My 9 year old has lost 3 teeth since Friday! He’s growing so fast.
I was thinking about how loosing our teeth may be one of God’s ways of saying, “You have to be humbled before you can be lifted up.” We go from strong, meat ripping teeth, to gums, funny faces and childish lisps before we get permanently strong chompers. Even when our strong, permanent meat-rippers come in, and we think we’re strong and grown up, as Brennan Manning wrote:
… God has ordained the later days of our lives to look shockingly similar to that of our earliest: as dependent children. -from All Is Grace: A Ragamuffin Memoir
There’s a debate in our house about whether multitasking is a skill or a disability.
Some say I’m not a good multitasker and I should work on being a better one. I SAY that, I said that last night, and then went looking for data on how to improve your multitasking ability.
What I found would have seemed self-serving if I had set out to find proof that being a multitasker is not a good thing. I’m really not trying to present evidence to justify my tendency to forget things, burn dinner while balancing my checkbook, and get frustrated when I’m talking on the phone and someone in the room asks me if the dinner I’m cooking is just for me or for everyone. Honestly, I was beginning to believe that I really have a problem, some mental illness or vitamin deficiency. But what I found is overwhelming proof that I don’t multitask well because my brain isn’t designed to multitask well.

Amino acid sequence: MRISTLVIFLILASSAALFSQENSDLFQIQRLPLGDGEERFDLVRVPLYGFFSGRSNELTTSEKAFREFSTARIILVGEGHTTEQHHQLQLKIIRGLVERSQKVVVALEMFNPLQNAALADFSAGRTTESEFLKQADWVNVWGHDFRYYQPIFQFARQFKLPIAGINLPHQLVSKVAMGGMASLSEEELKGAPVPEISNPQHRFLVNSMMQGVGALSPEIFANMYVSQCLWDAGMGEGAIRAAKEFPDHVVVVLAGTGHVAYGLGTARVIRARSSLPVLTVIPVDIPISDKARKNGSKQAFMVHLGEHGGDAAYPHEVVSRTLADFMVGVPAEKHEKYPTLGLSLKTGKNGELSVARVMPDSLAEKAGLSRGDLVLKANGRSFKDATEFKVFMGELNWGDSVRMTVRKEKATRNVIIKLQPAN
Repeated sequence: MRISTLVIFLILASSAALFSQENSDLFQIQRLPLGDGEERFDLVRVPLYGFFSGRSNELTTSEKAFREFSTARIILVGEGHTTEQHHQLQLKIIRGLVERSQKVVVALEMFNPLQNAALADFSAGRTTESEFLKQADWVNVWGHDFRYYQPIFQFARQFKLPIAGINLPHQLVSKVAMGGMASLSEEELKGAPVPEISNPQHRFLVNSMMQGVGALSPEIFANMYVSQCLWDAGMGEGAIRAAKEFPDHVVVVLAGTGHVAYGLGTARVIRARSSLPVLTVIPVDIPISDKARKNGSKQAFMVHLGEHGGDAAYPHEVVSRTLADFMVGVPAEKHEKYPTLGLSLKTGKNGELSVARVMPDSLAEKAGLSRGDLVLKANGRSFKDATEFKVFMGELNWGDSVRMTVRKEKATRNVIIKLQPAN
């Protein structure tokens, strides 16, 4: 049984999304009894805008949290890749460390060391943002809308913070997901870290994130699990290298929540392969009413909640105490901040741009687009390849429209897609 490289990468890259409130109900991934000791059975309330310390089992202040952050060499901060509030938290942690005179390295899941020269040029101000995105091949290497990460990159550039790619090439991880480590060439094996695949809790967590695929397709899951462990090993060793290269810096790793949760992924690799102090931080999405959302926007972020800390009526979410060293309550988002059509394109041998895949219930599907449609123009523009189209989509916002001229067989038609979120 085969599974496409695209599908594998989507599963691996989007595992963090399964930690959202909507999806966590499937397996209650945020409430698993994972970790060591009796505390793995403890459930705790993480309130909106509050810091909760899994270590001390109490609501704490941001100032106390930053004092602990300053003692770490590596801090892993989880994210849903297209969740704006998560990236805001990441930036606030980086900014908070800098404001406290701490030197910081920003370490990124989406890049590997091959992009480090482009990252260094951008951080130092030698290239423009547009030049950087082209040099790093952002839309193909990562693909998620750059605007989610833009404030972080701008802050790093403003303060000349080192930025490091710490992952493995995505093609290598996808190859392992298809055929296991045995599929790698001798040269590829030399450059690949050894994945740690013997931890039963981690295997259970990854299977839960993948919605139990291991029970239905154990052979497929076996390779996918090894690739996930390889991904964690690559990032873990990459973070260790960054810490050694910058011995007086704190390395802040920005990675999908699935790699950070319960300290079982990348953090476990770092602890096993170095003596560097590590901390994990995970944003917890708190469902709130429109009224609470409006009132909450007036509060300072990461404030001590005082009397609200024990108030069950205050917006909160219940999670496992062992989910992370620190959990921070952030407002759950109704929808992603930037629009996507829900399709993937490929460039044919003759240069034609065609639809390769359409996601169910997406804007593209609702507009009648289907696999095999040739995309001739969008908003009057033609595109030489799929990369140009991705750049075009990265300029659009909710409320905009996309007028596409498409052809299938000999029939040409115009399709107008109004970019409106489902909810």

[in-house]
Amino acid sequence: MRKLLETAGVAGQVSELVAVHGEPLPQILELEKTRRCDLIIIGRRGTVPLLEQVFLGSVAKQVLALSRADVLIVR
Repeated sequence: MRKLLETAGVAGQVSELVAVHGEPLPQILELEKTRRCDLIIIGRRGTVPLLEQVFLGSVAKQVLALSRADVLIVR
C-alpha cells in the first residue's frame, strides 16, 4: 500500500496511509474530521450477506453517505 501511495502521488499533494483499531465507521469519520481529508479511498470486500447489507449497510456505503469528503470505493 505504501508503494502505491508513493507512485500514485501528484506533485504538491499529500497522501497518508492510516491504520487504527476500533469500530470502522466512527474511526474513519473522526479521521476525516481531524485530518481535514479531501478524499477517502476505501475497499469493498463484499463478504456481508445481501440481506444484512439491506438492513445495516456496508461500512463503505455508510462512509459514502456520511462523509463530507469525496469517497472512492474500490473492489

I found that multitasking really disables one’s ability to any of the multiple things they are doing really well. So for the person who prides themselves on being a great multitasker, the science says they would be so much more excelling at the multiple tasks they are trying to do at once if they would concentrate better on one task at a time. I also found that these people in my life who I’ve idolized as great multitaskers are actually probably great task jugglers. They really are only doing one task at a time but are able to quickly and efficiently switch from one task to another without “dropping” any.
So I’ve diagnosed myself with trying to juggle too many things at once secondary to a weakness in concentration. If I actually learn to limit the amount of tasks I’m juggling, check my calendar first thing every morning and PUT things on my calendar (not on random pieces of paper), make lists and give one task my full attention, I should be able to switch to another task without dropping the first one… or burning it. I could also do with a little bit of mental fitness and memory training!
I have a LOT of things I want to do. Maybe I need to get a list journal…
Wherever you are, be all there! Live to the hilt every situation you believe to be the will of God.- Jim Elliot